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From the 18th century (at least) to modern times, popular theatrical formats used, and gave rise to, music and dance. Many famous composers and musicians had their careers launched in the theatres, and many famous compositions got their first airing on the stage. In addition to staging some European operas and operettas, Cuban composers gradually developed ideas that better suited their audience. Recorded music was to be the couduit for Cuban music to reach the world. The most recorded artist in Cuba up to 1925 was a singer at the Alhambra, Adolfo Colombo. Records show he recorded about 350 numbers between 1906 and 1917.
The first theatre in Havana opened in 1776. The first Cuban-composed opera appeared in 1807. Theatrical music was hugely important in the 19th centuryand the first half of the 20th century; its significance only began to wane with the change in political and social weather in the second part of the 20th century. Radio, which began in Cuba in 1922, helped the growth of popular music because it provided publicity and a new source of income for the artists.
Zarzuela is a small-scale light operetta format. Starting off with imported Spanish content (List of zarzuela composers), it developed into a running commentary on Cuba’s social and political events and problems. Zarzuela has the distinction of providing Cuba’s first recordings: the soprano Chalía Herrera (1864–1968) made, outside Cuba, the first recordings by a Cuban artist. She recorded numbers from the zarzuela Cadíz in 1898 on unnumbered Bettini cylinders.
Zarzuela reached its peak in the first half of the 20th century. A string of front-rank composers such as Gonzalo Roig, Eliseo Grenet, Ernesto Lecuona and Rodrigo Prats produced a series of hits for the Regina and Martí theatres in Havana. Great stars like the vedette Rita Montaner, who could sing, play the piano, dance and act, were the Cuban equivalents of Mistinguett and Josephine Baker in Paris. Some of the best known zarzuelas are La virgen morena (Grenet), La Niña Rita (Grenet and Lecuona), María la O, El batey, Rosa la China (all Lecuona); Gonzalo Roig with La Habana de noche; Rodrigo Prats with Amalia Batista and La perla del caribe; and above all, Cecilia Valdés (the musical of the most famous Cuban novel of the 19th century, with music by Roig and script by Prats and Agustín Rodríguez). Artists who were introduced to the public in the lyric theatre include Caridad Suarez, María de los Angeles Santana, Esther Borja and Ignacio Villa, who had such a round, black face that Rita Montaner called him Bola de Nieve (‘Snowball’).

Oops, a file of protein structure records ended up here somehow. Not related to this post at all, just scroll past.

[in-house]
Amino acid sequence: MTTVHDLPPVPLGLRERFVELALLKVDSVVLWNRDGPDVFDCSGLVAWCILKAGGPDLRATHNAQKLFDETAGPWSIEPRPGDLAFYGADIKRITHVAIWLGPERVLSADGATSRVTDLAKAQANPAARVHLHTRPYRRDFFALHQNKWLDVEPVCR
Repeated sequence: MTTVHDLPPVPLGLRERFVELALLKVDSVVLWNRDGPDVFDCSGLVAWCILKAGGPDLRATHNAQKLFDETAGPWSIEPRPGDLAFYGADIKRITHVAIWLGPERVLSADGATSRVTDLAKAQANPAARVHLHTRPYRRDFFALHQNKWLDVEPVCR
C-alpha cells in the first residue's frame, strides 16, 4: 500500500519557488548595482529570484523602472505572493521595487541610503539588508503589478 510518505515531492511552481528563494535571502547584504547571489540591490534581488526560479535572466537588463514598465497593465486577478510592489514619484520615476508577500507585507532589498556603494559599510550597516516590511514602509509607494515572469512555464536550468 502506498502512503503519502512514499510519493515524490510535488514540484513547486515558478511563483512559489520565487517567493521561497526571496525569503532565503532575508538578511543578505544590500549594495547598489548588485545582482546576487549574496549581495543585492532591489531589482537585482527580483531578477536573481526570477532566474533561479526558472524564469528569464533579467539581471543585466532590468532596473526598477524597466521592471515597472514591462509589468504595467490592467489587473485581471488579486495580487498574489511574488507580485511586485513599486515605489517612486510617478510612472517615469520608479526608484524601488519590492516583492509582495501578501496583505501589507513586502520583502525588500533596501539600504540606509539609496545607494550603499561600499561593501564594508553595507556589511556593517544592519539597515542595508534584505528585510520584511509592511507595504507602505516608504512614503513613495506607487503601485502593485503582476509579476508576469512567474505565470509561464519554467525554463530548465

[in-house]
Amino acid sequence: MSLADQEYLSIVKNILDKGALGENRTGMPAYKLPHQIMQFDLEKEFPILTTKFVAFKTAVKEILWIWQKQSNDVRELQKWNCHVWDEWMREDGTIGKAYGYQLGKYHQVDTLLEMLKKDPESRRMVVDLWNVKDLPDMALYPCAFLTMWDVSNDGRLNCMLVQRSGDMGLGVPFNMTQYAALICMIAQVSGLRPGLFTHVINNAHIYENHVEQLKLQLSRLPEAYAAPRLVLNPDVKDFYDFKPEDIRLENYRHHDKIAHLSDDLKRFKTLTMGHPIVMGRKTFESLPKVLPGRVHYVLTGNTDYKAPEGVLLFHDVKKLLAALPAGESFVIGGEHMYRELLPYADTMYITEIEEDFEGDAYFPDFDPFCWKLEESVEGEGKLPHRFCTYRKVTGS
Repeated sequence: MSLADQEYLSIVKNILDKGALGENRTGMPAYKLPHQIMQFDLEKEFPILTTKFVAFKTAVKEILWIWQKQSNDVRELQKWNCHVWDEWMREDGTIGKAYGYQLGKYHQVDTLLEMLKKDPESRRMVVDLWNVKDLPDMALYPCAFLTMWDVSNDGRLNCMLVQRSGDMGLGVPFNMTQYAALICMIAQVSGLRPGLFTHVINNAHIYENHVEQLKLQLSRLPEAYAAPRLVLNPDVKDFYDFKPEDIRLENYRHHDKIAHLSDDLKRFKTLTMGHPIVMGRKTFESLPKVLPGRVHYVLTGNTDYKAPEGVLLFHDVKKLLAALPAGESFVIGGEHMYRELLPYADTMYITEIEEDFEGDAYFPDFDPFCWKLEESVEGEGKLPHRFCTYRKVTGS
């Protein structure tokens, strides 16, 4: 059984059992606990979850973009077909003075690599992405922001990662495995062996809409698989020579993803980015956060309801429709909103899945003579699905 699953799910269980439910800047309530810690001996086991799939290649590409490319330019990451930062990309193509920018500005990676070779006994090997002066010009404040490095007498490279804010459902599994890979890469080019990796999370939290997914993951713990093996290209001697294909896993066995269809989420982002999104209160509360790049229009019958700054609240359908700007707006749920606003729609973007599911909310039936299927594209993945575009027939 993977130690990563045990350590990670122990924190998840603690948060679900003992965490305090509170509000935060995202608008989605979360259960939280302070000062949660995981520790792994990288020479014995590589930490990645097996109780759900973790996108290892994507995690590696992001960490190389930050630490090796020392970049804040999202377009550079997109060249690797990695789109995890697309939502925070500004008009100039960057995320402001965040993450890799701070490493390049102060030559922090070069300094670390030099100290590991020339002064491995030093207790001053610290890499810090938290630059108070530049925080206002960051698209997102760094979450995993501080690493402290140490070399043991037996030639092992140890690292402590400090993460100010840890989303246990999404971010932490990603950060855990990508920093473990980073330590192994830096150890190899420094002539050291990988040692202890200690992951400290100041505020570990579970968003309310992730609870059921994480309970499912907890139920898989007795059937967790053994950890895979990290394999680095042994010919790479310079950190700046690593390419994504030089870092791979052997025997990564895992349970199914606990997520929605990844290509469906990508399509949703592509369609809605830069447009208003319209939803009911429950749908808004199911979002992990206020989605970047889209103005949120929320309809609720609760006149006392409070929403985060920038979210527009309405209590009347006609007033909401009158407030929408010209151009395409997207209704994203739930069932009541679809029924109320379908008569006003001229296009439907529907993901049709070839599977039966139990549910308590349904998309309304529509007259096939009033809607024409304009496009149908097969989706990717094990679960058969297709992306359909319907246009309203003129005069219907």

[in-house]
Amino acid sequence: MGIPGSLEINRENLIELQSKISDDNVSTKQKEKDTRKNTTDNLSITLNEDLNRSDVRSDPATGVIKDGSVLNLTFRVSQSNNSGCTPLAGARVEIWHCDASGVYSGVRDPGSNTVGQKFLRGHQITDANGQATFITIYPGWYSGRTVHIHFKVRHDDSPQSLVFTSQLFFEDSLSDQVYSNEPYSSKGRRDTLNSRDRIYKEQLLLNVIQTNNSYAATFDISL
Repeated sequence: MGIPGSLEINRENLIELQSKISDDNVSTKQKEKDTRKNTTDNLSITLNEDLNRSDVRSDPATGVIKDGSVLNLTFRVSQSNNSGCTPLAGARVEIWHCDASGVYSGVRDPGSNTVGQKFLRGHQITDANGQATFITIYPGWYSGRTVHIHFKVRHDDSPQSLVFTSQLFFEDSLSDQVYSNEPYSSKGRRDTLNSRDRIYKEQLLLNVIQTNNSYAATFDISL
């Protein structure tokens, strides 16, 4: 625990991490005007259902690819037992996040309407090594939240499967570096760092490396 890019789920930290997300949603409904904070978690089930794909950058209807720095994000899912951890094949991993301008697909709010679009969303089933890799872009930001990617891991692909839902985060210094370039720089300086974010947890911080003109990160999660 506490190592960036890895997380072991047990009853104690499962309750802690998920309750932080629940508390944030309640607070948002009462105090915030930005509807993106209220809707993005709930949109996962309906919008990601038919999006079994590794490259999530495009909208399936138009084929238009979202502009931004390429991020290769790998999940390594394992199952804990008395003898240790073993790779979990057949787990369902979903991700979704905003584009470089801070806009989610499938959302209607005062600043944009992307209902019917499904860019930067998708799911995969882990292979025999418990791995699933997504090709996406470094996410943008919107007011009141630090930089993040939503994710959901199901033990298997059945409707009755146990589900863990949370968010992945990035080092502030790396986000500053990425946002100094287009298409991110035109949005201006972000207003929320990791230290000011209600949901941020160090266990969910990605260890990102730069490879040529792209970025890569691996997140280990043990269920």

Cuban Bufo theatre is an example: a form of comedy, ribald and satirical, with stock figures imitating types that might be found anywhere in the country. Bufo had its origin around 1800-15 as an older form, tonadilla, began to vanish from Havana. Francisco Covarrubias the ‘caricaturist’ (1775–1850) was its creator. Gradually, the comic types threw off their European models and became more and more creolized and Cuban. Alongside, the music followed. Argot from slave barracks and poor barrios found its way into lyrics that are those of the guaracha:
Una mulata me ha muerto! Y no prendan a esa mulata? Como ha de quedar hombre vivo si no prendan a quien matar! La mulata es como el pan; se deber como caliente, que en dejandola enfriar ni el diablo le mete el diente! (A mulata’s done for me! What’s more, they don’t arrest her! How can any man live If they don’t take this killer? A mulatta is like fresh bread You gotta eat it while it’s hot If you leave it till it’s cool Even the devil can’t get a bite!) So the bufo theatre became the birthplace of the typically Cuban musical form, the guaracha.
Other theatrical forms
Vernacular theatre of various types often includes music. Formats rather like the British Music Hall, or the American Vaudeville, still occur, where an audience is treated to a pot-pourri of singers, comedians, bands, sketches and speciality acts. Even in cinemas during the silent movies, singers and instrumentalists appeared in the interval, and a pianist played during the films. Bola de Nieve and María Teresa Vera played in cinemas in their early days. Burlesque was also common in Havana before 1960.
The guaracha is a genre of rapid tempo and with lyrics. It originated in Bufo comic theatre in the mid-19th century, and during the early 20th century was often played in the brothels of Havana. The lyrics were full of slang, and dwelt on events and people in the news. Rhythmically, guaracha exhibits a series of rhythm combinations, such as 6/8 with 2/4.
Many of the early trovadores, such as Manuel Corona (who worked in a brothel area of Havana), composed and sung guarachas as a balance for the slower boleros and canciónes. The satirical lyric content also fitted well with the son, and many bands played both genres. In the mid-20th century the style was taken up by the conjuntos and big bands as a type of up-tempo music. Today it seems no longer to exist as a distinct musical form; it has been absorbed into the vast maw of Salsa. Singers who can handle the fast lyrics and are good improvisors are called guaracheros or guaracheras.